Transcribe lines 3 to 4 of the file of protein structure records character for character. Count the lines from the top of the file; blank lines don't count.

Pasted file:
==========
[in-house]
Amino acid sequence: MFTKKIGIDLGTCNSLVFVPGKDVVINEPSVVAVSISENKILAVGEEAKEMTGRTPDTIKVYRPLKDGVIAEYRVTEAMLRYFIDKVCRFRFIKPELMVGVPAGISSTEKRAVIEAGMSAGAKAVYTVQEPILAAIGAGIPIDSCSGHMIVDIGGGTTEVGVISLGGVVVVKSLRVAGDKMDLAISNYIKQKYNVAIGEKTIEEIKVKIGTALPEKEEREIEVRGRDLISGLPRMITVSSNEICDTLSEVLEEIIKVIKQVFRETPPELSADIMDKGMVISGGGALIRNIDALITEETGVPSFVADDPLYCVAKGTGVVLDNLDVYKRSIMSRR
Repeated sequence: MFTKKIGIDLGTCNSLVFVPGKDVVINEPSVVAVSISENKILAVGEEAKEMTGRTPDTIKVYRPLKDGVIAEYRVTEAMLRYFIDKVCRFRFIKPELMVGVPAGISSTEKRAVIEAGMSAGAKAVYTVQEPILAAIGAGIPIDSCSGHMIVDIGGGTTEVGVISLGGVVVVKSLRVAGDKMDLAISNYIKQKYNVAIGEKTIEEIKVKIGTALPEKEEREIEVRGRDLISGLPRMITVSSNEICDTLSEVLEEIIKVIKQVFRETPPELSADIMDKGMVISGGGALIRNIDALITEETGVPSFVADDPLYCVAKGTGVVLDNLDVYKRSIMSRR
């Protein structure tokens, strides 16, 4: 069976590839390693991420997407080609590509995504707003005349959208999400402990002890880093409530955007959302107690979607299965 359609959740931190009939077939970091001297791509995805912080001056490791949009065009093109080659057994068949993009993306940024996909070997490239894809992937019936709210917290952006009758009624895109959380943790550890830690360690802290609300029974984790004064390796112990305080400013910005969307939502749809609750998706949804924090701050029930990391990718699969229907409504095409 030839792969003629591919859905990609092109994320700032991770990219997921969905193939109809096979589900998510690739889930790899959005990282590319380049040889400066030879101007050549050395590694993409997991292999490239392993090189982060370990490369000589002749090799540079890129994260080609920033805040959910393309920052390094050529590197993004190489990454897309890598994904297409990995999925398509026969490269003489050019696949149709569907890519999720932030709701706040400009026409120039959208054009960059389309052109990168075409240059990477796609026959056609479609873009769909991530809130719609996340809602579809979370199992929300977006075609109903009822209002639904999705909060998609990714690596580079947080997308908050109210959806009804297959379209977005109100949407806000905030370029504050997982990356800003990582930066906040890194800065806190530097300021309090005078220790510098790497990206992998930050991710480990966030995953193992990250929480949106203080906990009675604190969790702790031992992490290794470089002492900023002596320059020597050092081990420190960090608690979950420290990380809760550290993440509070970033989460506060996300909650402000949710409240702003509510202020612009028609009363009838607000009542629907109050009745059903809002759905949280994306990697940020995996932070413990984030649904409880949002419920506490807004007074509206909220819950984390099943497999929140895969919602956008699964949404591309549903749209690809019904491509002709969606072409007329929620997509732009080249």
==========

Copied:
Repeated sequence: MFTKKIGIDLGTCNSLVFVPGKDVVINEPSVVAVSISENKILAVGEEAKEMTGRTPDTIKVYRPLKDGVIAEYRVTEAMLRYFIDKVCRFRFIKPELMVGVPAGISSTEKRAVIEAGMSAGAKAVYTVQEPILAAIGAGIPIDSCSGHMIVDIGGGTTEVGVISLGGVVVVKSLRVAGDKMDLAISNYIKQKYNVAIGEKTIEEIKVKIGTALPEKEEREIEVRGRDLISGLPRMITVSSNEICDTLSEVLEEIIKVIKQVFRETPPELSADIMDKGMVISGGGALIRNIDALITEETGVPSFVADDPLYCVAKGTGVVLDNLDVYKRSIMSRR
């Protein structure tokens, strides 16, 4: 069976590839390693991420997407080609590509995504707003005349959208999400402990002890880093409530955007959302107690979607299965 359609959740931190009939077939970091001297791509995805912080001056490791949009065009093109080659057994068949993009993306940024996909070997490239894809992937019936709210917290952006009758009624895109959380943790550890830690360690802290609300029974984790004064390796112990305080400013910005969307939502749809609750998706949804924090701050029930990391990718699969229907409504095409 030839792969003629591919859905990609092109994320700032991770990219997921969905193939109809096979589900998510690739889930790899959005990282590319380049040889400066030879101007050549050395590694993409997991292999490239392993090189982060370990490369000589002749090799540079890129994260080609920033805040959910393309920052390094050529590197993004190489990454897309890598994904297409990995999925398509026969490269003489050019696949149709569907890519999720932030709701706040400009026409120039959208054009960059389309052109990168075409240059990477796609026959056609479609873009769909991530809130719609996340809602579809979370199992929300977006075609109903009822209002639904999705909060998609990714690596580079947080997308908050109210959806009804297959379209977005109100949407806000905030370029504050997982990356800003990582930066906040890194800065806190530097300021309090005078220790510098790497990206992998930050991710480990966030995953193992990250929480949106203080906990009675604190969790702790031992992490290794470089002492900023002596320059020597050092081990420190960090608690979950420290990380809760550290993440509070970033989460506060996300909650402000949710409240702003509510202020612009028609009363009838607000009542629907109050009745059903809002759905949280994306990697940020995996932070413990984030649904409880949002419920506490807004007074509206909220819950984390099943497999929140895969919602956008699964949404591309549903749209690809019904491509002709969606072409007329929620997509732009080249």